Since Star Trek was owned by Paramount Television, many of Paramount Pictures' classic films have been featured or referenced on the various shows, including I'm No Angel (1933), For Whom the Bell Tolls (1943), Sunset Boulevard (1950), Shane (1953), To Catch a Thief (1955), and Rosemary's Baby (1968). The former two are now under ownership of Universal Studios as they own most pre-1950 Paramount sound features.

Upon the acquirement of Desilu, Paramount Pictures turned two other former Desilu properties into franchises by releasing in 1987 an acclaimed feature film adaptation of The Untouchables (originally an older Desilu television series, also referenced on Star Trek), and by releasing in 1996 the first film of the highly successful Mission: Impossible film franchise starring Tom Cruise. Other television series they subsequently produced included The Odd Couple, Happy Days, Taxi, Cheers, MacGyver, Wings, Frasier, 7th Heaven, and The 4400. They also continued to produce the news magazine Entertainment Tonight.

In addition to Mission: Impossible and Star Trek, Paramount Pictures also holds the rights to such successful franchises as Beverly Hills Cop, Friday the 13th, Indiana Jones, and the films featuring Tom Clancy's Jack Ryan character (The Hunt for Red October, Patriot Games, etc.).

In 2003, Paramount Pictures relaunched itself, with a new CGI logo, nicknamed the "CGI Majestic Mountain." In 2005, following the CBS/Viacom split, Paramount Pictures purchased the production company DreamWorks SKG.

On 8 July 2007, Paramount Pictures set the record for fastest studio to earn $1 billion at the US box office in a single year, reaching the mark after 189 days. This is the first time they have held this record since 1998. [2] This achievement is due primarily to the success of the Paramount Pictures/DreamWorks release of Transformers, written by Star Trek (2009) scribes Alex Kurtzman and Roberto Orci.

The studio's 2008 slate of film releases began with the release of the J.J. Abrams-produced Cloverfield on 18 January 2008. This film, which only cost US$25 million to make, earned US$40 million at the box office in its opening weekend – the best January opening on record. It was the studio's 10th biggest opening after Shrek the Third, Transformers, War of the Worlds, Mission: Impossible II, Mission: Impossible III, Lara Croft: Tomb Raider, The Longest Yard, Mission: Impossible, and Deep Impact. Cloverfield broke the Martin Luther King, Jr. weekend record, as well, with a four-day total of US$46 million. [3] [4] Cloverfield is also notable as the film to which the first official teaser trailer for 2009's Star Trek was attached.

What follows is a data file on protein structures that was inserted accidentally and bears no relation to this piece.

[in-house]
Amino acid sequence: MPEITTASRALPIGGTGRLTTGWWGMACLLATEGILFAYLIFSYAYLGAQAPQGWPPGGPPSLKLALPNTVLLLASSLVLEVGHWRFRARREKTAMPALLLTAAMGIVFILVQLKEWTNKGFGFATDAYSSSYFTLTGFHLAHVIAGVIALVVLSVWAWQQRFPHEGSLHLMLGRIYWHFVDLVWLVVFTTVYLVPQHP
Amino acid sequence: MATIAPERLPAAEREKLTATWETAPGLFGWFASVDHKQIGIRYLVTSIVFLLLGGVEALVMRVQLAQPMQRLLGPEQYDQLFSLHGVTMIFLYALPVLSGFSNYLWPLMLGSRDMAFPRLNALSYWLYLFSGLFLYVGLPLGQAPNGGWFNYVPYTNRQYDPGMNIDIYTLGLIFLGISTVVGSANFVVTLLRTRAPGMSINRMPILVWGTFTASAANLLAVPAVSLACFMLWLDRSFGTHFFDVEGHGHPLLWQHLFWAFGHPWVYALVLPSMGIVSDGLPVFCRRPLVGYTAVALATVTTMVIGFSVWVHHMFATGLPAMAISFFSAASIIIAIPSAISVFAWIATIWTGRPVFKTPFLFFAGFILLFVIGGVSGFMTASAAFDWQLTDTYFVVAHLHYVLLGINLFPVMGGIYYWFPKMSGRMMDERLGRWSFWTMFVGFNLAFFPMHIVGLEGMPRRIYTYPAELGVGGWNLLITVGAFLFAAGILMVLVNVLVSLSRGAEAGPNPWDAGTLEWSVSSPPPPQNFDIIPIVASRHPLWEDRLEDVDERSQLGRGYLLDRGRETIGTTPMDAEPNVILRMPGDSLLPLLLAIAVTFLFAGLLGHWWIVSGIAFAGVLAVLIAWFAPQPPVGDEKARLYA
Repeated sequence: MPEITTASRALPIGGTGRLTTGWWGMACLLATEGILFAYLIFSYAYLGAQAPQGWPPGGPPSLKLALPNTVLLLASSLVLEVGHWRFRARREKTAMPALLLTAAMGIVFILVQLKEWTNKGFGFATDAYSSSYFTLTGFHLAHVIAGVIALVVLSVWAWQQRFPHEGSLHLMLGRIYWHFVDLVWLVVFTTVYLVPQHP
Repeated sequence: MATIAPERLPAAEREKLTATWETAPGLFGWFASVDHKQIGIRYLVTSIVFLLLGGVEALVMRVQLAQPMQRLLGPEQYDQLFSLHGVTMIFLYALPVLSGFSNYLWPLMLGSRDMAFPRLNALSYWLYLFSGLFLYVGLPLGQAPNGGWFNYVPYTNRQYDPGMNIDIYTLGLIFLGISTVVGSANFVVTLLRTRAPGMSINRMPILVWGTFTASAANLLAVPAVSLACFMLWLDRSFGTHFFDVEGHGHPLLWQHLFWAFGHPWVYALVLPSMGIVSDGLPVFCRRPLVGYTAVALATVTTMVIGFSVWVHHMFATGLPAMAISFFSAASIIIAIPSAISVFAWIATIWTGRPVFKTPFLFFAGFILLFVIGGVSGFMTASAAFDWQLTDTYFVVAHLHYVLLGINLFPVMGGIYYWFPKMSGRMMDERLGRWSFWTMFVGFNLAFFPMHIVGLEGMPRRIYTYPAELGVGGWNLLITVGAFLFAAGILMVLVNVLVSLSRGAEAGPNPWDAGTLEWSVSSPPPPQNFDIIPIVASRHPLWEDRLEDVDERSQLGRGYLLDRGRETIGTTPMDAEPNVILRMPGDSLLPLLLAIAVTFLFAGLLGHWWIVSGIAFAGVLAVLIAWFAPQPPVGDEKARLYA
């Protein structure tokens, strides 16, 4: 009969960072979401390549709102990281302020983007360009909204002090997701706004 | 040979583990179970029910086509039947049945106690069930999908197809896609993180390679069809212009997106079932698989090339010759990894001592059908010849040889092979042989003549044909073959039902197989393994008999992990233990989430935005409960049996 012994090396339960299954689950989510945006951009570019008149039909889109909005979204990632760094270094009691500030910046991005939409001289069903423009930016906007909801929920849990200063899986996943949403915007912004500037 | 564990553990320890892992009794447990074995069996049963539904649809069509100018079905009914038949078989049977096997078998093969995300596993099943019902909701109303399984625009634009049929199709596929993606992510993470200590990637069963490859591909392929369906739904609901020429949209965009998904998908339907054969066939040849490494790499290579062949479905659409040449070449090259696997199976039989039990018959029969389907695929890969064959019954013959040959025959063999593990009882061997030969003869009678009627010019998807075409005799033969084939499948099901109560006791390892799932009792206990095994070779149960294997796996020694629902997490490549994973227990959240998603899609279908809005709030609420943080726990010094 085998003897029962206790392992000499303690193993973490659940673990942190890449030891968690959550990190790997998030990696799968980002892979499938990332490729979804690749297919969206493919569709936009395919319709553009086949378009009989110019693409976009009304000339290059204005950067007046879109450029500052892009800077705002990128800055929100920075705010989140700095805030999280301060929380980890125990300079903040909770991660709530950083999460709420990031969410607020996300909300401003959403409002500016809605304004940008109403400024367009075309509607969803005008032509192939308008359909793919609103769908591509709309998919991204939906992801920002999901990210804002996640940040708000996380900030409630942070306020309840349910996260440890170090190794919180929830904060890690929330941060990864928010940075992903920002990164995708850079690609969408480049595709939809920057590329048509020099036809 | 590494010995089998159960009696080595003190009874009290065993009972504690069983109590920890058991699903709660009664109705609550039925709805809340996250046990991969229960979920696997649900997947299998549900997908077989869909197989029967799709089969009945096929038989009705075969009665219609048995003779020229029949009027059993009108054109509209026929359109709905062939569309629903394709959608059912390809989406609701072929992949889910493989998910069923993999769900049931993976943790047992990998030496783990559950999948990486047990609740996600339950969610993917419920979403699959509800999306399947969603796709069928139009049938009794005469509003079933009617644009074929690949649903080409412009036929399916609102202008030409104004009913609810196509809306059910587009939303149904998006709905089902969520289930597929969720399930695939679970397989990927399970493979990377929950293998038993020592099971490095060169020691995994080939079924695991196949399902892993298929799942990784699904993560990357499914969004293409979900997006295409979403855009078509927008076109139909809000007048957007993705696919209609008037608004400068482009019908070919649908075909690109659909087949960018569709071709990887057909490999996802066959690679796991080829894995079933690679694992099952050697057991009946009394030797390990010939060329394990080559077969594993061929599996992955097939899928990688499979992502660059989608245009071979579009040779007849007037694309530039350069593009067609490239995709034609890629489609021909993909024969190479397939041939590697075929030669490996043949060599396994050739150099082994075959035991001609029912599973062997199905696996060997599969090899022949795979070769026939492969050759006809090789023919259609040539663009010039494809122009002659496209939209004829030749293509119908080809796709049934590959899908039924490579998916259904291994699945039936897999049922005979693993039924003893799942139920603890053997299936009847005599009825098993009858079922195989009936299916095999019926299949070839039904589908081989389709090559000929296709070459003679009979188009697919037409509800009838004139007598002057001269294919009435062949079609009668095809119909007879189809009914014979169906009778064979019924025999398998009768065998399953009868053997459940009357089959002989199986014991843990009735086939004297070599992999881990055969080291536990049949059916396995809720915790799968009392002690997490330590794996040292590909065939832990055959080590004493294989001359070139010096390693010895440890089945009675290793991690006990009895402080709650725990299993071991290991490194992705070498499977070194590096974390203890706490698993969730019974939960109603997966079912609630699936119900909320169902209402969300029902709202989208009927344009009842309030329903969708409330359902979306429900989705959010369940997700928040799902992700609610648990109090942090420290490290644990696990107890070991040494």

Paramount's other films opening in 2008 include The Spiderwick Chronicles, Stop-Loss, the highly-anticipated Indiana Jones and the Kingdom of the Crystal Skull, the Marvel Comics-based Iron Man, the animated Kung Fu Panda and Madagascar: The Crate Escape, The Love Guru, and The Curious Case of Benjamin Button. Iron Man earned $98.6 million on its opening weekend, marking the studio's best opening for a live-action release. [5] In 2009, in addition to Star Trek, Paramount is slated to release films such as Transformers: Revenge of the Fallen (also co-written by Roberto Orci and Alex Kurtzman), Nowhereland (starring Eddie Murphy, Vanessa Williams and Ronny Cox), and G.I. Joe: The Rise of Cobra (starring Rachel Nichols).

Paramount Studios sound stages Edit

During production on Star Trek, Paramount Studios had thirty-two sound stages that varied in size from the smallest, Stage 22, to the largest, Stage 16, the former one never utilized by Star Trek. (A Vision of the Future - Star Trek: Voyager, p. 49)

See also Edit

Footnotes Edit

  1. Ironically, it was the immensely popular The Lucy Show that got canceled immediately, as its star performer Lucille Ball left the very same day the sale of her company was formalized. Emphatically declining to work any longer on her own creation under new ownership, she immediately founded a new production company, Lucille Ball Productions, to the very specific end of producing a revamped version of her popular show, Here's Lucy, which enjoyed an equally successful six year run.
  2. It was by no means a coincidence that Warner Bros' Babylon 5, concurrently premiering around the same time as Deep Space Nine, resembled Paramount's by then well-oiled marketing of Star Trek in more than one respect. Yet, while the Babylon 5-franchise enjoyed a considerable measure of success while its original series was produced and aired, it eventually fell apart after the failure of its spin-off series and movies, which resulted in that Babylon 5 had nowhere near the longevity the Star Trek-franchise enjoyed.